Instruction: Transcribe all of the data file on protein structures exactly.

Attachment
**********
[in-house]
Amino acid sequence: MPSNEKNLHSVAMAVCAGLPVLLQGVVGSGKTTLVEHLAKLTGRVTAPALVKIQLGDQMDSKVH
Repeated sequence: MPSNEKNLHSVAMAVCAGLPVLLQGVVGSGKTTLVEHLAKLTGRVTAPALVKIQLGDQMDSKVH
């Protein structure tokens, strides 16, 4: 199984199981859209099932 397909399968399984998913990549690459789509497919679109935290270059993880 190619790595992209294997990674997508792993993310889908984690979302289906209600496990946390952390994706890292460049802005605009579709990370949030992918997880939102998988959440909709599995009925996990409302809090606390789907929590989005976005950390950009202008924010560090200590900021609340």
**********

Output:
[in-house]
Amino acid sequence: MPSNEKNLHSVAMAVCAGLPVLLQGVVGSGKTTLVEHLAKLTGRVTAPALVKIQLGDQMDSKVH
Repeated sequence: MPSNEKNLHSVAMAVCAGLPVLLQGVVGSGKTTLVEHLAKLTGRVTAPALVKIQLGDQMDSKVH
């Protein structure tokens, strides 16, 4: 199984199981859209099932 397909399968399984998913990549690459789509497919679109935290270059993880 190619790595992209294997990674997508792993993310889908984690979302289906209600496990946390952390994706890292460049802005605009579709990370949030992918997880939102998988959440909709599995009925996990409302809090606390789907929590989005976005950390950009202008924010560090200590900021609340």